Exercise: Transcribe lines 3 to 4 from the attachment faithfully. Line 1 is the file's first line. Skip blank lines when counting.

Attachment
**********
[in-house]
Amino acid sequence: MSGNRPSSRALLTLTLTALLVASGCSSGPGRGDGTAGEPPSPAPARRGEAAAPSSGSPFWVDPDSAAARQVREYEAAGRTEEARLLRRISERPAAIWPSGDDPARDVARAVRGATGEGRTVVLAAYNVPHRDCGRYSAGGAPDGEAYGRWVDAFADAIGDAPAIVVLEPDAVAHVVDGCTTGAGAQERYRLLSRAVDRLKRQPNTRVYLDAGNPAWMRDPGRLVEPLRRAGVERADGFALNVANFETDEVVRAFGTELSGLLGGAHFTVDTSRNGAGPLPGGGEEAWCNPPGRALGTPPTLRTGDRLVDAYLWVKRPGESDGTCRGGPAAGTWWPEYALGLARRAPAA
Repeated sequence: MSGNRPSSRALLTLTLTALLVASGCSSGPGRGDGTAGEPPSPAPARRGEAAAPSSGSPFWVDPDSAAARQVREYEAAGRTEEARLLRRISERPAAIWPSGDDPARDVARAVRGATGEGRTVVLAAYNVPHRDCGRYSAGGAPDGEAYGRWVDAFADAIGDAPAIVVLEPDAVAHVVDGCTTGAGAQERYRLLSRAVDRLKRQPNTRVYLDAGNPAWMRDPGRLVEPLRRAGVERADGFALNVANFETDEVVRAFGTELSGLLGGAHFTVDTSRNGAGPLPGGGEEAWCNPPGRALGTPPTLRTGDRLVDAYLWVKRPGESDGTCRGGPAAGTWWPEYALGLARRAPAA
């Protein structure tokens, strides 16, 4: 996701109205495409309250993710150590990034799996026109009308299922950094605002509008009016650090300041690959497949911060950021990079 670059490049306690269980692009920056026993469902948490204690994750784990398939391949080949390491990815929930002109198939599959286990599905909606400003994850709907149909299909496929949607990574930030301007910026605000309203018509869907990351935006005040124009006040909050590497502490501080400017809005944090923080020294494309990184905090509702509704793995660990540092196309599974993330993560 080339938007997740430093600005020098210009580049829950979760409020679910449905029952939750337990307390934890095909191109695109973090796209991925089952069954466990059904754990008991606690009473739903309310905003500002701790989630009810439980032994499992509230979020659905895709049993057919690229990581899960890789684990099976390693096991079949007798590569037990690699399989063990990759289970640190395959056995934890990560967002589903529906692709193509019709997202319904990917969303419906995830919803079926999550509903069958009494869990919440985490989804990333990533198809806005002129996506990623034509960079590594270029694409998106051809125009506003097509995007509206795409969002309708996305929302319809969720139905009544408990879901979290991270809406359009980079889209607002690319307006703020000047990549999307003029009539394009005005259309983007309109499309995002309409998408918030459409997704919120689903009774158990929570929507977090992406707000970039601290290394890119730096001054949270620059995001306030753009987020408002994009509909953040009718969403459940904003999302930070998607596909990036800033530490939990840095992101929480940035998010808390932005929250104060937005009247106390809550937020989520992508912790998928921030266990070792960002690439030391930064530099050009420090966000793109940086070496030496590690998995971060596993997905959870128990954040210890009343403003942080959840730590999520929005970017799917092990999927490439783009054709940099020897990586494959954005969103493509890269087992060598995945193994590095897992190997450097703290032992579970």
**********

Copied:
Repeated sequence: MSGNRPSSRALLTLTLTALLVASGCSSGPGRGDGTAGEPPSPAPARRGEAAAPSSGSPFWVDPDSAAARQVREYEAAGRTEEARLLRRISERPAAIWPSGDDPARDVARAVRGATGEGRTVVLAAYNVPHRDCGRYSAGGAPDGEAYGRWVDAFADAIGDAPAIVVLEPDAVAHVVDGCTTGAGAQERYRLLSRAVDRLKRQPNTRVYLDAGNPAWMRDPGRLVEPLRRAGVERADGFALNVANFETDEVVRAFGTELSGLLGGAHFTVDTSRNGAGPLPGGGEEAWCNPPGRALGTPPTLRTGDRLVDAYLWVKRPGESDGTCRGGPAAGTWWPEYALGLARRAPAA
């Protein structure tokens, strides 16, 4: 996701109205495409309250993710150590990034799996026109009308299922950094605002509008009016650090300041690959497949911060950021990079 670059490049306690269980692009920056026993469902948490204690994750784990398939391949080949390491990815929930002109198939599959286990599905909606400003994850709907149909299909496929949607990574930030301007910026605000309203018509869907990351935006005040124009006040909050590497502490501080400017809005944090923080020294494309990184905090509702509704793995660990540092196309599974993330993560 080339938007997740430093600005020098210009580049829950979760409020679910449905029952939750337990307390934890095909191109695109973090796209991925089952069954466990059904754990008991606690009473739903309310905003500002701790989630009810439980032994499992509230979020659905895709049993057919690229990581899960890789684990099976390693096991079949007798590569037990690699399989063990990759289970640190395959056995934890990560967002589903529906692709193509019709997202319904990917969303419906995830919803079926999550509903069958009494869990919440985490989804990333990533198809806005002129996506990623034509960079590594270029694409998106051809125009506003097509995007509206795409969002309708996305929302319809969720139905009544408990879901979290991270809406359009980079889209607002690319307006703020000047990549999307003029009539394009005005259309983007309109499309995002309409998408918030459409997704919120689903009774158990929570929507977090992406707000970039601290290394890119730096001054949270620059995001306030753009987020408002994009509909953040009718969403459940904003999302930070998607596909990036800033530490939990840095992101929480940035998010808390932005929250104060937005009247106390809550937020989520992508912790998928921030266990070792960002690439030391930064530099050009420090966000793109940086070496030496590690998995971060596993997905959870128990954040210890009343403003942080959840730590999520929005970017799917092990999927490439783009054709940099020897990586494959954005969103493509890269087992060598995945193994590095897992190997450097703290032992579970």